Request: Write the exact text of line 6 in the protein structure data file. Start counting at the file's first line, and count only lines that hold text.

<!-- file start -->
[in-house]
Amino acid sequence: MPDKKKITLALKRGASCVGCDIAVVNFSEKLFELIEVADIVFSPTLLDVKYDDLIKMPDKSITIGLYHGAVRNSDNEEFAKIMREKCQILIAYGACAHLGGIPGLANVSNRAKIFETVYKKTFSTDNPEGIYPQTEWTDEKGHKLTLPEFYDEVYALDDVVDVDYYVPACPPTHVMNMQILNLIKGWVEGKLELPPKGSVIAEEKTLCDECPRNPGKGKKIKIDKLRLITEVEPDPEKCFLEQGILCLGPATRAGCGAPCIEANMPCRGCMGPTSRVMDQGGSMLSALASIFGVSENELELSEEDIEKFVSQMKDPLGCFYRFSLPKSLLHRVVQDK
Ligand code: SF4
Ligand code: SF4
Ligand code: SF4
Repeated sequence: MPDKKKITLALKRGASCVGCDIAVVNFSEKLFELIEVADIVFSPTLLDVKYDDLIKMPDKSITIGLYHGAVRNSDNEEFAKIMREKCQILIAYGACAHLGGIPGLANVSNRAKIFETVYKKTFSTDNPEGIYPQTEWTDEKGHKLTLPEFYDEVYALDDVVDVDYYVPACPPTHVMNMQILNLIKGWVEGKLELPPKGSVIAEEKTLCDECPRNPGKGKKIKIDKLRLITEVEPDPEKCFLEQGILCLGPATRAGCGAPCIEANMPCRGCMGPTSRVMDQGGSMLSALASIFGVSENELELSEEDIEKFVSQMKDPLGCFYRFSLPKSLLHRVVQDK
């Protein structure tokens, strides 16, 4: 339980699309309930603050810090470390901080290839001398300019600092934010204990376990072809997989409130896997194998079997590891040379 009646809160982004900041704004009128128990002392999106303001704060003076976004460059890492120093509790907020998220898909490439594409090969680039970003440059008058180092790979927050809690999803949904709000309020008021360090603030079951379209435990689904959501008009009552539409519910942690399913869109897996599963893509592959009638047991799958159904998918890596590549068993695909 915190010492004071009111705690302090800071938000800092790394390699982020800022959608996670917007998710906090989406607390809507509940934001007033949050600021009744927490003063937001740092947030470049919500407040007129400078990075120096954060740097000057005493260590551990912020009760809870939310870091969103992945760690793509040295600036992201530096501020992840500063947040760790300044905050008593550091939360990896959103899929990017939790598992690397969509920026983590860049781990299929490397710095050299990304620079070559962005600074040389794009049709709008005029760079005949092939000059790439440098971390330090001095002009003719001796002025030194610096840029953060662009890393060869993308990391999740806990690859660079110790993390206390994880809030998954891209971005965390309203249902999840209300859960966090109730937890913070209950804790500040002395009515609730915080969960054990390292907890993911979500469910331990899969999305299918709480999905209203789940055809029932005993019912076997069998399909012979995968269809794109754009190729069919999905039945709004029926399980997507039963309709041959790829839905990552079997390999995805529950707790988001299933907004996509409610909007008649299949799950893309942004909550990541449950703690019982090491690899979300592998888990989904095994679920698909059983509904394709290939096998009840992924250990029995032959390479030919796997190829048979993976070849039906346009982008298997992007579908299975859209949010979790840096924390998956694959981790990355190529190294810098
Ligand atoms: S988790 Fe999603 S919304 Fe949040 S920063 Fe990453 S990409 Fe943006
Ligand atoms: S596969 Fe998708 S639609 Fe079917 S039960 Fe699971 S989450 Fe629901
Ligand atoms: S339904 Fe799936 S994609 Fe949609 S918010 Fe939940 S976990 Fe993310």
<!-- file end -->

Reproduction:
Repeated sequence: MPDKKKITLALKRGASCVGCDIAVVNFSEKLFELIEVADIVFSPTLLDVKYDDLIKMPDKSITIGLYHGAVRNSDNEEFAKIMREKCQILIAYGACAHLGGIPGLANVSNRAKIFETVYKKTFSTDNPEGIYPQTEWTDEKGHKLTLPEFYDEVYALDDVVDVDYYVPACPPTHVMNMQILNLIKGWVEGKLELPPKGSVIAEEKTLCDECPRNPGKGKKIKIDKLRLITEVEPDPEKCFLEQGILCLGPATRAGCGAPCIEANMPCRGCMGPTSRVMDQGGSMLSALASIFGVSENELELSEEDIEKFVSQMKDPLGCFYRFSLPKSLLHRVVQDK